12.1 - Be able to identify the operation of each of the following in our Solar System:
- d. accidental collisions causing impact craters, changes to orbital motions or planetary orientations
12.1 - Be able to identify the operation of each of the following in our Solar System: - b. tidal gravitational forces producing effects, including ring systems, asteroid belts and internal heating

Accidents do happen! In astronomy there is a lot of evidence for this. These can be collisions but also disturbances of orbits or motion of other bodies.

Craters are in abundance throughout the solar system. One object will hit another and leave a mark. When the early solar system was forming collisions were frequent due to the large number of objects moving at fast pace in a period known as the heavy bombardment period. These are still in evidence and some are more dramatic than others. Let’s look at some.

  • Earth’s axis is titled at 23.5 degrees, likely as a result of a Mars-sized object that hit in during its formation that later formed the Moon. Venus has a retrograde motion so that it spins backwards, probably due to an event. Uranus orbits at over 80 degrees facing the Sun.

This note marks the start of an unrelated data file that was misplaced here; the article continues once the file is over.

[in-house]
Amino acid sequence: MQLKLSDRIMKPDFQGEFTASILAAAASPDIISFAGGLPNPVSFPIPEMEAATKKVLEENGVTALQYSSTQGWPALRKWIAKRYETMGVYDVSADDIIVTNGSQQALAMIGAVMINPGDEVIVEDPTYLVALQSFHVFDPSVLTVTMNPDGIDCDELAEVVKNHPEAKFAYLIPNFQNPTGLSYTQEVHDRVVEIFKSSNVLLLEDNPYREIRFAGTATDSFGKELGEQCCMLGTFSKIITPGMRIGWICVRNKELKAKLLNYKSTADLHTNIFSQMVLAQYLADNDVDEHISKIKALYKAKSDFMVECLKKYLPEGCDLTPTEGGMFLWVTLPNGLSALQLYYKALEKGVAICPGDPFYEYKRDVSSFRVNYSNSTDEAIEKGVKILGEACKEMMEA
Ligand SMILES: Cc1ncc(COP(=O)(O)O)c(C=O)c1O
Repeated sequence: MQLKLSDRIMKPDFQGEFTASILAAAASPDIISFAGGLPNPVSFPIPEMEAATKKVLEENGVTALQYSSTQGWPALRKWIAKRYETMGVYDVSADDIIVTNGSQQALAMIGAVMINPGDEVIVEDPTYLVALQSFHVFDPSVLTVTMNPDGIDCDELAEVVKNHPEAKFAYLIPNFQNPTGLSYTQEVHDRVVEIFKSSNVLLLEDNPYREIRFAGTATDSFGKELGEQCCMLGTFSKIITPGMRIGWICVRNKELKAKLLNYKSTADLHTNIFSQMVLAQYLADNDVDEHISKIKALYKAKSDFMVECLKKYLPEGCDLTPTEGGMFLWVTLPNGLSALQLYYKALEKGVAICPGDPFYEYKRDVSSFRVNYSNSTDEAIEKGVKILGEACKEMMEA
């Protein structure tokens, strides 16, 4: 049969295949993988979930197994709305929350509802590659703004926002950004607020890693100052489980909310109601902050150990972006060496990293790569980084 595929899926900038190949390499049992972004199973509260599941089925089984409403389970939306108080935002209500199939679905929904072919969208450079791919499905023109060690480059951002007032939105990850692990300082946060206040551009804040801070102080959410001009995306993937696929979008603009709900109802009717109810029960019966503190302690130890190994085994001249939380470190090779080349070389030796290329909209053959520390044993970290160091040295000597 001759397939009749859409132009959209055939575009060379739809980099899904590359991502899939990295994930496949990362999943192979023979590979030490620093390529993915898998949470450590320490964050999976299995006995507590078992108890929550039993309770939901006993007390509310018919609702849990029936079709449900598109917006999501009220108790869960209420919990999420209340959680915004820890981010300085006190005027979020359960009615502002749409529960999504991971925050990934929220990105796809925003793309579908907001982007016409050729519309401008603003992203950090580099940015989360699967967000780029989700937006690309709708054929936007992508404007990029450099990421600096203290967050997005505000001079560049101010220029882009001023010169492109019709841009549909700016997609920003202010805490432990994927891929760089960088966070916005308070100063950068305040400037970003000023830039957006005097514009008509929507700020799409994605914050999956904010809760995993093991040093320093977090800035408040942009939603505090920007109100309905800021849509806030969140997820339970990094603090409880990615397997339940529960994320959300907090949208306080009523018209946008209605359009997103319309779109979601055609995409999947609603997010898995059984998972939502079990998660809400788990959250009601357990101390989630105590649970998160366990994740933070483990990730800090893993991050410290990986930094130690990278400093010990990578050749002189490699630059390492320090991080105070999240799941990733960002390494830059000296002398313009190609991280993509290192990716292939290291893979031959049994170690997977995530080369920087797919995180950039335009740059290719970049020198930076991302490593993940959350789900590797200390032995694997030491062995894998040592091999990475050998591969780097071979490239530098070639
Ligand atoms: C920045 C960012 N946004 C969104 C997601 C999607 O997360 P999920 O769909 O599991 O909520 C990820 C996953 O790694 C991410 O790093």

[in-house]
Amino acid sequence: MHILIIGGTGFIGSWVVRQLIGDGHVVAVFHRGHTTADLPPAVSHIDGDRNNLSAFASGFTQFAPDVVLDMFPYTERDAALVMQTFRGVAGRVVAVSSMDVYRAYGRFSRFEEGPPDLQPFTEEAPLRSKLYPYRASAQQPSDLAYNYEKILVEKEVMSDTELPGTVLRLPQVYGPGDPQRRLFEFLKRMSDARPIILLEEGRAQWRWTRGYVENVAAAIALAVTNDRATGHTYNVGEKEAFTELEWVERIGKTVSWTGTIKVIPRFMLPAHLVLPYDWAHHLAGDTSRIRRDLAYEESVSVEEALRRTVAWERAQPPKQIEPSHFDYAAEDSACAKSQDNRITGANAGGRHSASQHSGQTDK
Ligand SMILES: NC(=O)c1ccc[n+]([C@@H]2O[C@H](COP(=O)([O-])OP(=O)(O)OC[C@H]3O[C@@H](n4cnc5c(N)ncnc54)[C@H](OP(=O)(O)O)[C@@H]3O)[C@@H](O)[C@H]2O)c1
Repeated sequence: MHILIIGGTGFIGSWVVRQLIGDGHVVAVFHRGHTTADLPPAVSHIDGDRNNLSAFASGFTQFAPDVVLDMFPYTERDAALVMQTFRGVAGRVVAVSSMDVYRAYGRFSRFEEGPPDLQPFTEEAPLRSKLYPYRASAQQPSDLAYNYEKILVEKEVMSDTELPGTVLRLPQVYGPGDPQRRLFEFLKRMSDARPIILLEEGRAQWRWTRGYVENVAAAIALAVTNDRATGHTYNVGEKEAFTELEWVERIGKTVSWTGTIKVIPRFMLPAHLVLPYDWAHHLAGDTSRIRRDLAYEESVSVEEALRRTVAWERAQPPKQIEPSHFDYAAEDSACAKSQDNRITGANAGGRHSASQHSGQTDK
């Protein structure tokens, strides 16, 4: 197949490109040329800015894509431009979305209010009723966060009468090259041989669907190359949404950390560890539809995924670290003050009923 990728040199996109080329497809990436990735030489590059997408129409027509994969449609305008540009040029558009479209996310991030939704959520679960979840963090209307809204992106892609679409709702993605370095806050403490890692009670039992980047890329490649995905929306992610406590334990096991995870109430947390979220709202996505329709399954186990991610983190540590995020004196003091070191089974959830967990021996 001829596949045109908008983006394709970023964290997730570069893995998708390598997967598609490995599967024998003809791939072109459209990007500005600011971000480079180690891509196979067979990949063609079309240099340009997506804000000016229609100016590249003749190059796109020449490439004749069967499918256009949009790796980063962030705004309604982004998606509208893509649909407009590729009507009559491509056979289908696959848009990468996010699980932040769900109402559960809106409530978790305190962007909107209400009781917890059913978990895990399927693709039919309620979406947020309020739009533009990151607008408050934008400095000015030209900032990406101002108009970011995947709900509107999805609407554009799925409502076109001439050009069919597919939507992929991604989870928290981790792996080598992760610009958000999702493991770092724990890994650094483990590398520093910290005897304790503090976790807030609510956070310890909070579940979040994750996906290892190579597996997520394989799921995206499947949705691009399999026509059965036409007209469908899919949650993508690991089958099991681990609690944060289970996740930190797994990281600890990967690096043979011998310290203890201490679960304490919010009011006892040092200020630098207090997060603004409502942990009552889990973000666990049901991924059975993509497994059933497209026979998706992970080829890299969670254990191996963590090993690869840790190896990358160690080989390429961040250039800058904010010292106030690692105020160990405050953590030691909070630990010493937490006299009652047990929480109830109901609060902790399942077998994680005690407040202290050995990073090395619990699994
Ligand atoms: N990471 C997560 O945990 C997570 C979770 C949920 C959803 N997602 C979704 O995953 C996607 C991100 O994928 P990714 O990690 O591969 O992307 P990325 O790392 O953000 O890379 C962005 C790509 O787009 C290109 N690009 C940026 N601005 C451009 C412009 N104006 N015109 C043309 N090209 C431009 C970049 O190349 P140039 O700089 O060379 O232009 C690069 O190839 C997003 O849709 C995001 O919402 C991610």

• The Moon has a significant impact crater on its south pole called the Aitken basin.
  • Phobos, moon of Mars is orbiting closer to the planet and millions of years the future will either break up and impact the planet or become a ring of material around it.
  • Jupiter in 1994 was impacted by Comet Shoemaker-Levy. It is thought such impacts happen frequently.  Scientists have calculated the Comet Hale-Bopp had an orbit of over 4,000 years. A close encounter with Jupiter changed its orbit and increased its speed so now has an orbit of 2,500 years.
  • Mimas, moon of Saturn, has one of the most dramatic craters taking up a large part of its body.
  • Neptune’s largest Moon Triton is thought to have become captured by the planet.


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